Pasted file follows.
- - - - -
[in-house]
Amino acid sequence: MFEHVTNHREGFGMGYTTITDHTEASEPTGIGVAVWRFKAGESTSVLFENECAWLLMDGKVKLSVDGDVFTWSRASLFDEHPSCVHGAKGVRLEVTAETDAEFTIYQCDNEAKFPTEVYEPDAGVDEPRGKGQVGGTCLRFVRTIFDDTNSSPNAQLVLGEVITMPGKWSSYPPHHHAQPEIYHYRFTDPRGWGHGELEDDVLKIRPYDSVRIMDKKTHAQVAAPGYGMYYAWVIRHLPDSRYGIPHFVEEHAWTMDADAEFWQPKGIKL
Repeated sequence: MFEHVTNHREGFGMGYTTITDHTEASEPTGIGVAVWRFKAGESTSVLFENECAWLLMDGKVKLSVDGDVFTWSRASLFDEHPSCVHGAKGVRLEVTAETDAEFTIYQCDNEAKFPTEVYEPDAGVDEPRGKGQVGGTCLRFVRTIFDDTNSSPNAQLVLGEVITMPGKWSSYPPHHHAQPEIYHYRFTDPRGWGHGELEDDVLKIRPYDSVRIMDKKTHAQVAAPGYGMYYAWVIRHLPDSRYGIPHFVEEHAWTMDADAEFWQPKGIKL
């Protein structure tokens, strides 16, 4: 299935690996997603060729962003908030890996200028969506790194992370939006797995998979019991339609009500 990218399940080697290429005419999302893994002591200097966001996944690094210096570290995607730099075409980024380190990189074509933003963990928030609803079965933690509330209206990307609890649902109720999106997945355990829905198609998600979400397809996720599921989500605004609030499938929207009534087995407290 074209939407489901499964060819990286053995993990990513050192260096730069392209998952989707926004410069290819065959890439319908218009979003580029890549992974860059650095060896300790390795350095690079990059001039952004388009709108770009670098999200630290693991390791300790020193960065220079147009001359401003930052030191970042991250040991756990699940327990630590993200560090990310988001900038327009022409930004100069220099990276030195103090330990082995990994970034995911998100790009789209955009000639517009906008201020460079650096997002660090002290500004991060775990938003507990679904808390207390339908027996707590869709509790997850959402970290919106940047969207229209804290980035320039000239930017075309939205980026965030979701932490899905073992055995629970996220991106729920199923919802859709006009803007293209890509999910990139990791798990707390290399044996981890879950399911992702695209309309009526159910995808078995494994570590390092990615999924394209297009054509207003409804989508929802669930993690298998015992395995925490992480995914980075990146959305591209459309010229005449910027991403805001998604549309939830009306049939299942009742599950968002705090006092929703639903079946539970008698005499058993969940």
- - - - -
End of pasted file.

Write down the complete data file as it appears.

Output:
[in-house]
Amino acid sequence: MFEHVTNHREGFGMGYTTITDHTEASEPTGIGVAVWRFKAGESTSVLFENECAWLLMDGKVKLSVDGDVFTWSRASLFDEHPSCVHGAKGVRLEVTAETDAEFTIYQCDNEAKFPTEVYEPDAGVDEPRGKGQVGGTCLRFVRTIFDDTNSSPNAQLVLGEVITMPGKWSSYPPHHHAQPEIYHYRFTDPRGWGHGELEDDVLKIRPYDSVRIMDKKTHAQVAAPGYGMYYAWVIRHLPDSRYGIPHFVEEHAWTMDADAEFWQPKGIKL
Repeated sequence: MFEHVTNHREGFGMGYTTITDHTEASEPTGIGVAVWRFKAGESTSVLFENECAWLLMDGKVKLSVDGDVFTWSRASLFDEHPSCVHGAKGVRLEVTAETDAEFTIYQCDNEAKFPTEVYEPDAGVDEPRGKGQVGGTCLRFVRTIFDDTNSSPNAQLVLGEVITMPGKWSSYPPHHHAQPEIYHYRFTDPRGWGHGELEDDVLKIRPYDSVRIMDKKTHAQVAAPGYGMYYAWVIRHLPDSRYGIPHFVEEHAWTMDADAEFWQPKGIKL
């Protein structure tokens, strides 16, 4: 299935690996997603060729962003908030890996200028969506790194992370939006797995998979019991339609009500 990218399940080697290429005419999302893994002591200097966001996944690094210096570290995607730099075409980024380190990189074509933003963990928030609803079965933690509330209206990307609890649902109720999106997945355990829905198609998600979400397809996720599921989500605004609030499938929207009534087995407290 074209939407489901499964060819990286053995993990990513050192260096730069392209998952989707926004410069290819065959890439319908218009979003580029890549992974860059650095060896300790390795350095690079990059001039952004388009709108770009670098999200630290693991390791300790020193960065220079147009001359401003930052030191970042991250040991756990699940327990630590993200560090990310988001900038327009022409930004100069220099990276030195103090330990082995990994970034995911998100790009789209955009000639517009906008201020460079650096997002660090002290500004991060775990938003507990679904808390207390339908027996707590869709509790997850959402970290919106940047969207229209804290980035320039000239930017075309939205980026965030979701932490899905073992055995629970996220991106729920199923919802859709006009803007293209890509999910990139990791798990707390290399044996981890879950399911992702695209309309009526159910995808078995494994570590390092990615999924394209297009054509207003409804989508929802669930993690298998015992395995925490992480995914980075990146959305591209459309010229005449910027991403805001998604549309939830009306049939299942009742599950968002705090006092929703639903079946539970008698005499058993969940």